The eponymous first full album by Joy Division, and the only one Ian Curtis was alive for, Unknown Pleasures was released on June 15, 1979 a on Factory records. The album was a more solid performance for newly renamed Joy Division. Warsaw, as they were previously called, changed their name to avoid confusion with another band, Warsaw Pakt.
Oddly, no singles from Unknown Pleasures were released, with “Transmission” released as a single separately that would attract attention to the album that was slow in selling. While sales were slow to begin with, since its release it has been named one of the best albums of all time by Spin, AllMusic and NME.
Produced by Martin Hannett, using some very un conventional production techniques (AMS Digital Delays, Marshall Time Modulators, and tape echo) The 10 track album lists some of the classic Joy Division catalog including “She’s Lost Control” and “Shadowplay”, a rerecording of a Warsaw song. Previously the band had self produced and released a EP An Ideal for Living after being released from a recording contract with RCA records. The band had three weekends to record for Unknown Pleasures at Strawberry Studios in Stockport.
The iconic cover art of radio waves from pulsar CP 1919 was adapted by Peter Saville, who worked on advertising and posters for Manchester’s Factory club 1978 (The Hacienda). The image is reversed from black on white, and was originally printed on the first editions in a textured card relief. The image has ben morphed and modded over the last 40 years as images for anything from mountain ranges to beer labels. It’s initial run was 10,000 copies, which sold at a very slow rate after the initial 5,000 sold in its first weeks, but copies sat around. After the single “Transmission” came out, the rest of the initial pressings sold out. Joy Division would go on tour supporting The Buzzcocks and a profit of £50,000 in album sales would finally result, being split between Factory records and the band. Sadly, Tony Wilson spent the profits mostly on other Factory Records projects and the band saw very little of it. It would not make it to the UK music charts until after singer Ian Curtis’ death in May 1980, and the release of the second album, Closer, lead to a rerelease of Unknown Pleasures. Finally the album reached No 71 on the UK Albums Charts. It did however reach No 2 on the UK Indie Chart.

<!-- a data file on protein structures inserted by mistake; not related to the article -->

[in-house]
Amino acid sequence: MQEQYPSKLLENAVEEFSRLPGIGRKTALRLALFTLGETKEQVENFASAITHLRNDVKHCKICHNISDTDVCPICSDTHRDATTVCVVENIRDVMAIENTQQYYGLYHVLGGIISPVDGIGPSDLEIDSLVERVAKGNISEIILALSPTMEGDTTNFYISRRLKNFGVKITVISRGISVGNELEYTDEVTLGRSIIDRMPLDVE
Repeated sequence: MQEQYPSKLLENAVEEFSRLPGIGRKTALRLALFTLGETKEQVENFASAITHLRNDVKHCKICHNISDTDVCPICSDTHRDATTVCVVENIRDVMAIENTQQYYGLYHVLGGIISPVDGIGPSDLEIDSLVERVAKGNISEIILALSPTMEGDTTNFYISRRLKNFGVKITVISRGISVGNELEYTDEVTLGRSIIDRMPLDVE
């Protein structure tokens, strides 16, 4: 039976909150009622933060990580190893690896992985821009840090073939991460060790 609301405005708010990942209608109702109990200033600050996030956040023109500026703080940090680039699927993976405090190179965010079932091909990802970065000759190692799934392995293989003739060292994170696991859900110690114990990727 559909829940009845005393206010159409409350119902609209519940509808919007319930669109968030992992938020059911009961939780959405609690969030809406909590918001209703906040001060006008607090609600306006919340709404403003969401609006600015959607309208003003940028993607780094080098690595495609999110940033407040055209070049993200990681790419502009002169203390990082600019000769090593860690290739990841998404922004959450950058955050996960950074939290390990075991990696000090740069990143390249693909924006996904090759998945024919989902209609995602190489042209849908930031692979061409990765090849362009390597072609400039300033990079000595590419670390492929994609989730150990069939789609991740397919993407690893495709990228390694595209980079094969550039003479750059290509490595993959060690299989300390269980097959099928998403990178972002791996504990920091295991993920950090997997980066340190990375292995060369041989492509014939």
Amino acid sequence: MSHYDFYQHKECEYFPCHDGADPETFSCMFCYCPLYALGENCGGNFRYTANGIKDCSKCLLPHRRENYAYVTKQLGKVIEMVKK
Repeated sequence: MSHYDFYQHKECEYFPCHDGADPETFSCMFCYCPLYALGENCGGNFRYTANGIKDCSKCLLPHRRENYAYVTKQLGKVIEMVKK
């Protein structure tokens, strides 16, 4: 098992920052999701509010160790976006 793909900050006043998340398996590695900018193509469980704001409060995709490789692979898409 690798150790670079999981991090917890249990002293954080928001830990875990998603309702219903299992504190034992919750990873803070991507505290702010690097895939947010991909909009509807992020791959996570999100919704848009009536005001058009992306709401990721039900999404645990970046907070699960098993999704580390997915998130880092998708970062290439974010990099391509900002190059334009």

Did you get your 40th anniversary Unknown Pleasures album on hot red vinyl on Friday June 14? I’m waiting for the import copy I special ordered. to arrive. Until then I’ll listen to my current playable Canadian molasses version, yeah it’s a vinyl that when you hold up to the sun looks like black strap molasses. How many versions of this album have I owned over the years, two vinyl, one tape, one CD….?